not just the beach

In my mind, all beaches should look like this…

They don’t; and that one is a bit too far away for me to spend as much time there as I’d like. So I make do. A grey, stony, east coast beach still has wind and space and sea. Enough emptiness to clear the head.

At this seaside town I always call in for a potter round the old style department store. Here I could buy (and so can you when you come to visit) kilt pins, doilies, enormous undergarments, fancy bedlinen, antimacassars, mother of the bride outfits. Together we can admire the artfully arranged display of dusters in shades of yellow. We can get advice on coordinating our cushions and carpet with the living room suite. So much in one main street shop.

While our car load were belatedly tearing up the soft play place last week, I discovered the men’s department. Turns out that’s the place to go when you need a new bowler hat.

Seaside towns; so much more than the beach.


26 thoughts on “not just the beach

  1. Love it. Gimme any seaside or seaside town. I need regular doses of the smell and sound of the sea. I love the sound of that shop – shops like that used to have yellow cellophane in the window to stop the merchandise fading! There was such a shop in Gloucester for donkeys’ years but it’s gone and I’d be panicking if I wanted a kilt pin 🙂

  2. Every day is a school day…

    antimacassars plural of an·ti·ma·cas·sar
    A piece of cloth put over the back of a chair to protect it from grease and dirt or as an ornament.

    1. I have never known what that meant, I always got a picture of some sort of giant flower-pot in my head whenever it turned up in books.

      1. I was about to say ‘every one knows that…’ – but I won’t. not now. It may upset Tinman.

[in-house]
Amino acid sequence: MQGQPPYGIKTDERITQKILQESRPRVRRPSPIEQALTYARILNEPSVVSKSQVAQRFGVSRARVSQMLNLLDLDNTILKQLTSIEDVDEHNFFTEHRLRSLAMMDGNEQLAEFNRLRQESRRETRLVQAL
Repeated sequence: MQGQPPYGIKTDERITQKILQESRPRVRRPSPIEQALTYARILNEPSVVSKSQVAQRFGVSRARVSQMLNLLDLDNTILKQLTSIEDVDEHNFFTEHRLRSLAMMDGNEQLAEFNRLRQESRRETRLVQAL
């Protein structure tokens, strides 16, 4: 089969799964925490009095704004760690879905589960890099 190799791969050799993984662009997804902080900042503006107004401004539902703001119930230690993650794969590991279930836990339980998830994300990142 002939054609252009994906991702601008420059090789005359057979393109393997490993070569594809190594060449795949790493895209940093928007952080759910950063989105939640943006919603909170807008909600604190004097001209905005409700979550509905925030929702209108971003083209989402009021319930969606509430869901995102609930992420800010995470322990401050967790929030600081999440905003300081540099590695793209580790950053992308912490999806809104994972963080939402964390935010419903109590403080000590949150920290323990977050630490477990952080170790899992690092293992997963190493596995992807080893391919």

Wiki tells more
        “Macassar oil was an unguent for the hair commonly used in the early 19th century. The poet Byron called it “thine incomparable oil, Macassar.” The fashion for oiled hair became so widespread in the Victorian and the Edwardian period that housewives began to cover the arms and backs of their chairs with washable cloths to preserve the fabric coverings from being soiled. Around 1850, these started to be known as antimacassars. They were also installed in theatres, from 1865.”

        (It saved my gran’s chairs from that more modern equivalent, Brillcream. What ever happened to Brillcream?)

  3. Deep moquette suites with antimacassars and cushions…. Granny where are you? If our weather remains cool, I’ll be down for some new elasticated top and bottomed fleece lined underdrawers – the kind you can tuck the shopping into! Not many of those old style shops left. 😦

  4. Oh how tempting! I’m nearly inclined to pop up and buy my mother of the bride outfit now so that I’ll have it in years to come. You’ll need one too, Speccy! Shall we grab a few dusters too and make a day of it?

  5. Our Southern California beach towns are very busy and full of activity…and it’s hard to find solitude, yet I love every minute of the ocean air and warm sand. But in Northern California we have many pockets of ocean coastline that really do mirror what you’e talking about. The beaches themselves ae solitary, colder and in a very natural state. And the little seaside towns have establishments that seem out of another era. I love to visit whenever I can! Debra

  6. Just come over to India. You will get miles and miles of such beaches throughout the year. The two monsoons follow one another and so, if the West coast is cloudy and wet, the East coast is sunny and bright and vice versa. Guranteed.

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